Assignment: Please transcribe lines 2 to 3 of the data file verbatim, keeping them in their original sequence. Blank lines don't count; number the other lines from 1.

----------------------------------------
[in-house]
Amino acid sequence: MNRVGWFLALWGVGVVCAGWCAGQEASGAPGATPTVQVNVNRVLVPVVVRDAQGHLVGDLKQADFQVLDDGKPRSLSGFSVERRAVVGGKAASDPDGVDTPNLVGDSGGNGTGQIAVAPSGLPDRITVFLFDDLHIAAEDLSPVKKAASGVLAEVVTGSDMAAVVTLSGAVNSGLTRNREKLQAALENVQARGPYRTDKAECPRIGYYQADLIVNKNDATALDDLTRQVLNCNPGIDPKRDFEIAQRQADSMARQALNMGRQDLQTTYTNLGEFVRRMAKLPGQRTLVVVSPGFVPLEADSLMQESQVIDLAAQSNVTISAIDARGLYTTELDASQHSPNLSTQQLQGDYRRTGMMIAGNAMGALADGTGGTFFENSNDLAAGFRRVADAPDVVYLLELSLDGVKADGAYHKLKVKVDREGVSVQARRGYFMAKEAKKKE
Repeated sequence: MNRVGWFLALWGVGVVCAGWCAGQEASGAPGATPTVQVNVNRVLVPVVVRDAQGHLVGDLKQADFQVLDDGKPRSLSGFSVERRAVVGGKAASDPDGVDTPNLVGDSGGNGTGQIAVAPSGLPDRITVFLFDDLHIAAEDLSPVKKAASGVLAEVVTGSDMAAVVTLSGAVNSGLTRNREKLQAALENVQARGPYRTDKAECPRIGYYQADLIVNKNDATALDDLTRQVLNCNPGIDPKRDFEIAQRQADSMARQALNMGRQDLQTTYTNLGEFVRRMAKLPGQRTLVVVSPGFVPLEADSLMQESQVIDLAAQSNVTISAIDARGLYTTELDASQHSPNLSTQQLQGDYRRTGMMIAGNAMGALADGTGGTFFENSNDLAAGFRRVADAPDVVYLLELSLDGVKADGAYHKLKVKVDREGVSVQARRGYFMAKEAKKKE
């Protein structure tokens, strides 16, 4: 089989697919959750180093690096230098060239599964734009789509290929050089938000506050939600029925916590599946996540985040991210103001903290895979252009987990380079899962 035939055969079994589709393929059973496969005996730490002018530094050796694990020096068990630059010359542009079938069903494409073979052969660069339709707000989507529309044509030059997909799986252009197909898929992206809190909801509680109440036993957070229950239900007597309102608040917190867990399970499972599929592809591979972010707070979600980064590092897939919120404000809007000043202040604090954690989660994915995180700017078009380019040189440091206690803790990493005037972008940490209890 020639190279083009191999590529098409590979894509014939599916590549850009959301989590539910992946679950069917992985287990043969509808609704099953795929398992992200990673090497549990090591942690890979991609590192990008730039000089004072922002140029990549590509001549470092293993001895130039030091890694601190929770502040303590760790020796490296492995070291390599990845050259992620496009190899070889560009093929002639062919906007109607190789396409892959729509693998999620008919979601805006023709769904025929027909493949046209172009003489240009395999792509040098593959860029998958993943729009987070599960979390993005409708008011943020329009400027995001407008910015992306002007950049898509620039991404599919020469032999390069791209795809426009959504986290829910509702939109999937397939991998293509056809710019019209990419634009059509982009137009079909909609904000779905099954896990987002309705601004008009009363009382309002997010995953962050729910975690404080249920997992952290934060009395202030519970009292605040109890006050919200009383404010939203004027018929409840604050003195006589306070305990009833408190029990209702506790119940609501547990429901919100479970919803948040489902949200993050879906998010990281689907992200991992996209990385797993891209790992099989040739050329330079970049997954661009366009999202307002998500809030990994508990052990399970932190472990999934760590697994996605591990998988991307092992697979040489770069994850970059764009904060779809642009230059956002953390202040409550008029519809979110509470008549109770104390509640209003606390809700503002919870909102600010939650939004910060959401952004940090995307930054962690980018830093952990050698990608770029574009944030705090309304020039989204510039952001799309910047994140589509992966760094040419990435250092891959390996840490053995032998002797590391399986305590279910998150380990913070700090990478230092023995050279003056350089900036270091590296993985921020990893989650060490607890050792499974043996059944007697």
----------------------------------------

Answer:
Amino acid sequence: MNRVGWFLALWGVGVVCAGWCAGQEASGAPGATPTVQVNVNRVLVPVVVRDAQGHLVGDLKQADFQVLDDGKPRSLSGFSVERRAVVGGKAASDPDGVDTPNLVGDSGGNGTGQIAVAPSGLPDRITVFLFDDLHIAAEDLSPVKKAASGVLAEVVTGSDMAAVVTLSGAVNSGLTRNREKLQAALENVQARGPYRTDKAECPRIGYYQADLIVNKNDATALDDLTRQVLNCNPGIDPKRDFEIAQRQADSMARQALNMGRQDLQTTYTNLGEFVRRMAKLPGQRTLVVVSPGFVPLEADSLMQESQVIDLAAQSNVTISAIDARGLYTTELDASQHSPNLSTQQLQGDYRRTGMMIAGNAMGALADGTGGTFFENSNDLAAGFRRVADAPDVVYLLELSLDGVKADGAYHKLKVKVDREGVSVQARRGYFMAKEAKKKE
Repeated sequence: MNRVGWFLALWGVGVVCAGWCAGQEASGAPGATPTVQVNVNRVLVPVVVRDAQGHLVGDLKQADFQVLDDGKPRSLSGFSVERRAVVGGKAASDPDGVDTPNLVGDSGGNGTGQIAVAPSGLPDRITVFLFDDLHIAAEDLSPVKKAASGVLAEVVTGSDMAAVVTLSGAVNSGLTRNREKLQAALENVQARGPYRTDKAECPRIGYYQADLIVNKNDATALDDLTRQVLNCNPGIDPKRDFEIAQRQADSMARQALNMGRQDLQTTYTNLGEFVRRMAKLPGQRTLVVVSPGFVPLEADSLMQESQVIDLAAQSNVTISAIDARGLYTTELDASQHSPNLSTQQLQGDYRRTGMMIAGNAMGALADGTGGTFFENSNDLAAGFRRVADAPDVVYLLELSLDGVKADGAYHKLKVKVDREGVSVQARRGYFMAKEAKKKE